This I (want to) Believe

My son’s Language class has been working on essays to submit to This I Believe, “an international organization engaging people in writing and sharing essays describing the core values that guide their daily lives”. This I Believe began as a radio series in the 1950s hosted by Edward R. Murrow and has since grown into a cultural phenomenon of sorts. Their website has over 90,000 essays written by people from every corner of the universe, including one by Helen Keller that will seize the breath in your chest and squeeze your heart in its fist.

While my son’s class was working on their less soul-wrenching essays, I was piqued by the proclamation, This I Believe…, and I wanted to answer it. I wanted to nail it down. There are lots of things that we all say we believe, but to put one fine point to it and eliminate all others means to drill down through layers of fluff to get to the still small voice that moves and motivates every action of our lives. This I Believe. The truth is, what we truly believe can be ugly. It can be a lie that speaks through and misdirects our lives. For those reasons I found that I can write an essay that says, This I Believe, and still not believe it in a way that effectively impacts my life. In truth, the essay ought to be written from the outsider’s perspective mirroring what they see our lives say we believe. So, from this understanding I endeavored to write the essay below, which I think is a more honest expression of what I would like for you to know that I believe because of the way I live. Here goes…

This I (want to) Believe

I believe that I could not love my son any more, nor any less, than I do at this very moment. My love for him is an unwavering constant. Oh, there have been moments when I have not liked him much, but like is a fickle feeling of emotional response. There have been moments when he has crushed me with disappointment, but it has not diminished my love for him. It is the hopeful anticipation of something better than what he delivered that tells me that love is ever there. There have been moments when he has hurt me deeply, but what wound inflicted by one we adore does not bleed profusely? There have certainly been moments of joy and gratification because of a turn of events wrought by his hand but these, neither, have affected my love by inflation. Nor have the moments of tender affection. Though my heart-fire is fanned by his warmth, it is none-the-less, an eternal flame.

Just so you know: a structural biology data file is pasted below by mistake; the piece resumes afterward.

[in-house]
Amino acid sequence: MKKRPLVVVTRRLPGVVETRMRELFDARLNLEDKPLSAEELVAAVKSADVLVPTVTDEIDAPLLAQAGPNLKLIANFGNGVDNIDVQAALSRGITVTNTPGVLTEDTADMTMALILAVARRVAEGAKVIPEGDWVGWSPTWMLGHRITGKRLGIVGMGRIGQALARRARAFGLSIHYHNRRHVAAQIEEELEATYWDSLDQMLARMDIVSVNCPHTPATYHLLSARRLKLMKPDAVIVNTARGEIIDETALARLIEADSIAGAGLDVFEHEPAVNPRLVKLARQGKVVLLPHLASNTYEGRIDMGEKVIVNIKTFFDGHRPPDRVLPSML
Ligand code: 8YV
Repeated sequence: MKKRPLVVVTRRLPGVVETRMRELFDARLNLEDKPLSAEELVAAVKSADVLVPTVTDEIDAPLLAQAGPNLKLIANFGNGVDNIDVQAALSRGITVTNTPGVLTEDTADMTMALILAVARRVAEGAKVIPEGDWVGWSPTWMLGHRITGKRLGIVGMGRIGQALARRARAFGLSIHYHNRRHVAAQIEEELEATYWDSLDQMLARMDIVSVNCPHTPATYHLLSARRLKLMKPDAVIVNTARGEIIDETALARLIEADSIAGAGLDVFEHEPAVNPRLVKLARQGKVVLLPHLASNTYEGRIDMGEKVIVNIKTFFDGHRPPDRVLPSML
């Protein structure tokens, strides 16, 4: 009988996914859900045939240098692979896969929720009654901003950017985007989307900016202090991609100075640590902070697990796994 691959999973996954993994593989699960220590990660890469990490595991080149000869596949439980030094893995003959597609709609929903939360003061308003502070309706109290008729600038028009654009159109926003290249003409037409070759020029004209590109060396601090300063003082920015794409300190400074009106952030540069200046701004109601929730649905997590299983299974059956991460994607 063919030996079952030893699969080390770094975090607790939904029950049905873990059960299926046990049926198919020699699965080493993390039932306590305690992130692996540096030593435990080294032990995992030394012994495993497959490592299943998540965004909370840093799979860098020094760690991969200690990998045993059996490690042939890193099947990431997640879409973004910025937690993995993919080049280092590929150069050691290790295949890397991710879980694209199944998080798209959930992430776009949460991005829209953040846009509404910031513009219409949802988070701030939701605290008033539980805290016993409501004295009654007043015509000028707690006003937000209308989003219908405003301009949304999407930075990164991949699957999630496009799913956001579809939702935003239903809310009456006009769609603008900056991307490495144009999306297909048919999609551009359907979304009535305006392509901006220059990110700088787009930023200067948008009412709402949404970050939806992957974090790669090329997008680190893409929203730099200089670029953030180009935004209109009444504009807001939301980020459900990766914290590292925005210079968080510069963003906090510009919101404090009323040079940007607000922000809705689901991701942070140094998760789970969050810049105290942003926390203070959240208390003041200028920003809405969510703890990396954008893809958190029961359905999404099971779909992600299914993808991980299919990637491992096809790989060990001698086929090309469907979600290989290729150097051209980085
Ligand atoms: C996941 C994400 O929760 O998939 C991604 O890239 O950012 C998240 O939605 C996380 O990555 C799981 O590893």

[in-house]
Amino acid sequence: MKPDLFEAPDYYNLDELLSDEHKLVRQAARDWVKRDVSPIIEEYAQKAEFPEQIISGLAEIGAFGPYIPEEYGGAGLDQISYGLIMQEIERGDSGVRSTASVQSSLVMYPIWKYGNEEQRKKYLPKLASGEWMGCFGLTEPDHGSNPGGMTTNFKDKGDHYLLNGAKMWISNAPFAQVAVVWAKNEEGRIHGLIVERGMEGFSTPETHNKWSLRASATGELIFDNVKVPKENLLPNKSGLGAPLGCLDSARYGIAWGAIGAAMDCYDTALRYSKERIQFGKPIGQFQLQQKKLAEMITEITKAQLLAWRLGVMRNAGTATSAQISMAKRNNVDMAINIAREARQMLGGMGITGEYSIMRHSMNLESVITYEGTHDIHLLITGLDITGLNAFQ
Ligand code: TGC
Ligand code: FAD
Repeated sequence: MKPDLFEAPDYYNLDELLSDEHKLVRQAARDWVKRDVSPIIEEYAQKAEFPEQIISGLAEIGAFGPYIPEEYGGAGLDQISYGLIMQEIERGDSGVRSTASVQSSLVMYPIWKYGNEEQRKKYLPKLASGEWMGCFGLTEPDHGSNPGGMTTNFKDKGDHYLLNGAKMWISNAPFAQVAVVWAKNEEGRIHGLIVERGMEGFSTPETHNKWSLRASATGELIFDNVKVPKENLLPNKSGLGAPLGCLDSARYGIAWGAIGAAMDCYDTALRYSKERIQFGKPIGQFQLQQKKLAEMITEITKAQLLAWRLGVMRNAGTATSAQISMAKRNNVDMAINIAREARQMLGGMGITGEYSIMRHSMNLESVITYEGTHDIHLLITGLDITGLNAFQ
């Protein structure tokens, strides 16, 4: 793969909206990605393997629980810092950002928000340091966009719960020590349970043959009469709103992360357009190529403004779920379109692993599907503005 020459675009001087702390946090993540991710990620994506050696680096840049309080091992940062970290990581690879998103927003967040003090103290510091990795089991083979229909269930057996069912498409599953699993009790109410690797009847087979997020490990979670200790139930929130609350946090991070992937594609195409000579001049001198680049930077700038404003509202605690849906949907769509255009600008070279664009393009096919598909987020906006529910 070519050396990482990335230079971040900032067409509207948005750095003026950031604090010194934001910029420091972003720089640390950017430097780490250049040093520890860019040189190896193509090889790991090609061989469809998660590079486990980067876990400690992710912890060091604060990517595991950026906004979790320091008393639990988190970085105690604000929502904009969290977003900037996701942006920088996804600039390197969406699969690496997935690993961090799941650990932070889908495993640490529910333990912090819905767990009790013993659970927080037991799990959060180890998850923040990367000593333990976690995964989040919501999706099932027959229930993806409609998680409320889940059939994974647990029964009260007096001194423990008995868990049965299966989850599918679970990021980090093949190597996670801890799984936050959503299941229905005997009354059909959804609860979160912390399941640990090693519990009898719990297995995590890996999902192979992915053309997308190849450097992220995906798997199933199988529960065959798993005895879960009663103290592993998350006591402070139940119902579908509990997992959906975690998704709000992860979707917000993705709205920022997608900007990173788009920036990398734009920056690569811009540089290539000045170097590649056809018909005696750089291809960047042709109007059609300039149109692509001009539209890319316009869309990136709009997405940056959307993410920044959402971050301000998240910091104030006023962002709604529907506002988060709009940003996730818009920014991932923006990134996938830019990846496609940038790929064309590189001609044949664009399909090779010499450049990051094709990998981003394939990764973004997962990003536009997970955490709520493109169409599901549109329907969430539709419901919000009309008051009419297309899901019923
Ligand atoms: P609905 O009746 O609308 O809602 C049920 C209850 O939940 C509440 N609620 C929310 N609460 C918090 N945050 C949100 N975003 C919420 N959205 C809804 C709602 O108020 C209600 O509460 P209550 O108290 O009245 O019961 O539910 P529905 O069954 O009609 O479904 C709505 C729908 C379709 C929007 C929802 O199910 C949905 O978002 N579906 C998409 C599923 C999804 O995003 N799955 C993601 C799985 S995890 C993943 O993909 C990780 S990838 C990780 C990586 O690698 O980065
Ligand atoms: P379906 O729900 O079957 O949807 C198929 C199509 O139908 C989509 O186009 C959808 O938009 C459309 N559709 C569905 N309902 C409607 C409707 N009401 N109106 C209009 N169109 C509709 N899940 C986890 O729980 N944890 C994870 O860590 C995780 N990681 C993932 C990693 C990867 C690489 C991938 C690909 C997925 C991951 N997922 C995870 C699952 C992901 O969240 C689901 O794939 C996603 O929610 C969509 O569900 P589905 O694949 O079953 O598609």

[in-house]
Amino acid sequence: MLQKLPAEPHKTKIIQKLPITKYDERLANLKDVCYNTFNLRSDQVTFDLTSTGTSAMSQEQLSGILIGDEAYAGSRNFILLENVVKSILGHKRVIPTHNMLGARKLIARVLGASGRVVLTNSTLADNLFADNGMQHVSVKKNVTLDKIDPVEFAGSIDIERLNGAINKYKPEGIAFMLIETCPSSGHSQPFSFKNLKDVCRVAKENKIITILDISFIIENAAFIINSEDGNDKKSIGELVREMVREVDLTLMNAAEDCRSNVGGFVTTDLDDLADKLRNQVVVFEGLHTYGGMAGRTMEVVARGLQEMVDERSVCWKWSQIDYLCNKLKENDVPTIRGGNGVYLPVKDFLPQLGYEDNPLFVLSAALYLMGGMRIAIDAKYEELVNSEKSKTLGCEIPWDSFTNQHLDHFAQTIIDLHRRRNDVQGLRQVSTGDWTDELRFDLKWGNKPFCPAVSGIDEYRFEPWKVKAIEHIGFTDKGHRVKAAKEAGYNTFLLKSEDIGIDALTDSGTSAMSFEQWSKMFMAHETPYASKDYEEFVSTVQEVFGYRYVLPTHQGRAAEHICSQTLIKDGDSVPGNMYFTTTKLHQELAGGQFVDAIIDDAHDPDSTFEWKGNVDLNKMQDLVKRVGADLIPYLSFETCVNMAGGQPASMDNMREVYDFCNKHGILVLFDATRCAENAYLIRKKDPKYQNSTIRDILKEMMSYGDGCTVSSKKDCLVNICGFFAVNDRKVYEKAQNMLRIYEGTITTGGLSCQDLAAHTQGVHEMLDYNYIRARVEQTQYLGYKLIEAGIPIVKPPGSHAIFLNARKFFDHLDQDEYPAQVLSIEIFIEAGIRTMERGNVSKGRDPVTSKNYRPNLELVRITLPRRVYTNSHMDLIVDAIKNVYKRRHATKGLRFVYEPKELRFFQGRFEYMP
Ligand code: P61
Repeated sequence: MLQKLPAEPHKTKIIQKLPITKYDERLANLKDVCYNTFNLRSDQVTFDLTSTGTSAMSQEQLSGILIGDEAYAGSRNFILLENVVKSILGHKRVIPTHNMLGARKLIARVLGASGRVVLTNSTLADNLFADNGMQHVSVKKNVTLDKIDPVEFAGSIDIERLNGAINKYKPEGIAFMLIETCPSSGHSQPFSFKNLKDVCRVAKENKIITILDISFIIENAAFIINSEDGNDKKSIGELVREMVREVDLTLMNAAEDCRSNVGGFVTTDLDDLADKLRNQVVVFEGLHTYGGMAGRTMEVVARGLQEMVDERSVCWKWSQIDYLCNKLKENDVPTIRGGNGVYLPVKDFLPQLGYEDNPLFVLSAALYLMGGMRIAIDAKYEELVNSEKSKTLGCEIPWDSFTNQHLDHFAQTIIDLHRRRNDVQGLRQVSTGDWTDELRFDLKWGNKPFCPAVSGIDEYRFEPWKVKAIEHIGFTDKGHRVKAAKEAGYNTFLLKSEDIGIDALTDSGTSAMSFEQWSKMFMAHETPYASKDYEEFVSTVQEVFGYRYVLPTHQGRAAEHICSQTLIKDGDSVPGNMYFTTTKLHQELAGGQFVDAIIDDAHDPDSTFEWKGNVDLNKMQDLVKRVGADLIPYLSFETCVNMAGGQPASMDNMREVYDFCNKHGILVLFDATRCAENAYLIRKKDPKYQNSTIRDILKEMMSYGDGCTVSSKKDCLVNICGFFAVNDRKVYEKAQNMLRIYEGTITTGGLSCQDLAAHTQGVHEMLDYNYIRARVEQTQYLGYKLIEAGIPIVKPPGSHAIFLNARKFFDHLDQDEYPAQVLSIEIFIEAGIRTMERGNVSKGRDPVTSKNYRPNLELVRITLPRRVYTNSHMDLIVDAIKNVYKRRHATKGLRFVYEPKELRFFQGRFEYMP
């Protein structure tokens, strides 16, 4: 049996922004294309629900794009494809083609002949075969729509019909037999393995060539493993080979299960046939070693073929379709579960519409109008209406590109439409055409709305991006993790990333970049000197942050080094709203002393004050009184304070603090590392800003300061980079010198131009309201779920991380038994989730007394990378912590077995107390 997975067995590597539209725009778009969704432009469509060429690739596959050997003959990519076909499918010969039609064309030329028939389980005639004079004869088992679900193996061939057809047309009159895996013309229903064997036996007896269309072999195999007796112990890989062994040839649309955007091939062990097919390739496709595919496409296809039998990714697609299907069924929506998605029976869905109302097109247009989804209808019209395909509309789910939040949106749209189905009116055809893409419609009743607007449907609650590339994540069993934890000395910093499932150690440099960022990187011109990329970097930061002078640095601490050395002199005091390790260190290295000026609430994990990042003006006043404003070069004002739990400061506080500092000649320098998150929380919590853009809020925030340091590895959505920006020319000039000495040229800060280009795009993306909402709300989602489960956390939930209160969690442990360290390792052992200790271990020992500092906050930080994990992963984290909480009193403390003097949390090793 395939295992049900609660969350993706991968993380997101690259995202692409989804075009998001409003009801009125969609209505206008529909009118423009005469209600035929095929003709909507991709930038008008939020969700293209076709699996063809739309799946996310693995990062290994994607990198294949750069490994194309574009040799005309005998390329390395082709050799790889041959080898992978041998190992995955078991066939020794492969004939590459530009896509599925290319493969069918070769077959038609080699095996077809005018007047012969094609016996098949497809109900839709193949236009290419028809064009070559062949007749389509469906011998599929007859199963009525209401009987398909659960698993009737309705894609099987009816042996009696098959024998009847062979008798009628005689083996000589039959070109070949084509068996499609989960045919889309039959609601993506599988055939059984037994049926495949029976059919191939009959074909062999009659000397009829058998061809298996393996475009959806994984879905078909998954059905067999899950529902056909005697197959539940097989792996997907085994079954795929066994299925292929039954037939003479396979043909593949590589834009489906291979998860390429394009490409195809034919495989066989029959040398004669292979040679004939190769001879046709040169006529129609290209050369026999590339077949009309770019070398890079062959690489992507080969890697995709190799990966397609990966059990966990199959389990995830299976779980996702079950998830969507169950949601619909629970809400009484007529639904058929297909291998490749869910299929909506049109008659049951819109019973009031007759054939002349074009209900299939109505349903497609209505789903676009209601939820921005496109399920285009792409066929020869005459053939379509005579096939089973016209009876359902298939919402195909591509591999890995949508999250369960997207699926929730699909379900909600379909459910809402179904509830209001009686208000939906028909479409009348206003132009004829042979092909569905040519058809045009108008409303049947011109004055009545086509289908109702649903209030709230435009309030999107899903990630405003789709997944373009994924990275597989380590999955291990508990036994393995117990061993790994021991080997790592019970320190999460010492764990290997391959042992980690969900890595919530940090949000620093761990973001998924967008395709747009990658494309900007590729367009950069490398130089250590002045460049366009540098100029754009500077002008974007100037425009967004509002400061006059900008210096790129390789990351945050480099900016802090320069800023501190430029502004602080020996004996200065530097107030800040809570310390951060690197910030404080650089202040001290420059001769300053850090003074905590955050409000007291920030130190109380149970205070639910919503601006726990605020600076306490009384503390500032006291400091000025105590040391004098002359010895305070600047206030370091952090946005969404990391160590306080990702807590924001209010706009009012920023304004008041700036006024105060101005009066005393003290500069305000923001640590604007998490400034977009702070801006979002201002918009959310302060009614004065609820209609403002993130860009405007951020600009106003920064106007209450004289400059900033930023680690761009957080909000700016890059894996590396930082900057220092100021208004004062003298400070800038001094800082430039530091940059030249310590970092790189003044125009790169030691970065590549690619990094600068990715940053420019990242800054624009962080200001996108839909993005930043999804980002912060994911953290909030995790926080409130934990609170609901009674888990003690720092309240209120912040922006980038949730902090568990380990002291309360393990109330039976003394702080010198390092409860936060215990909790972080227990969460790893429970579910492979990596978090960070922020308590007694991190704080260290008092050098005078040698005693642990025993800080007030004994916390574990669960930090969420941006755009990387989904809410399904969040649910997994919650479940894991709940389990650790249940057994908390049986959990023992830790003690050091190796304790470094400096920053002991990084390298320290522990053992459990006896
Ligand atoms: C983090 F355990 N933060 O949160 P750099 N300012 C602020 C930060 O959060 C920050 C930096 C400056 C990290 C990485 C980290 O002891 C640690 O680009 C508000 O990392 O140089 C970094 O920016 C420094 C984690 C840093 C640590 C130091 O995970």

I have long expressed my love to my son by describing it as being “as big as the blue sky”. It is an eternal expanse, immeasurable by human calculation. Of course, he thinks it’s just big. But it is more than big. It is uncontainable, it is without boundary, its ways can not be counted. A thing without number can not be reduced, nor can it increase. East and West can not be separated where they meet. I believe that my love for my son is like this.

Because I believe this, I therefore must believe that God loves me likewise. Even I, a mortal, fallible, unloving, unlovable finite being can love in a way that is unshakable, unconditional. How much more so the Heavenly Father? It is inconceivable that His love could be more constant than mine. And yet. And yet I must concede that the author of my love, having written the recipe, knows the ingredients best. His love is an unchangeable, everlasting, never-ending love as big as the blue sky which His hand stretched across the heavens. It is a fixed constant. Oh yes! I have disappointed Him. I will continue to do so until He claims me for eternity. Yes, I have hurt Him beyond measure and at the expense of His son, but His love did not diminish for having paid the price. I have the occasional moment of endearment which pleases Him, but He does not love more so in these moments than in the moments when I am in completely un-tethered oblivion. He loves in this way. It is unalterable. It is unvarying. It is sure. I am often forgetful of this truth, but this I believe.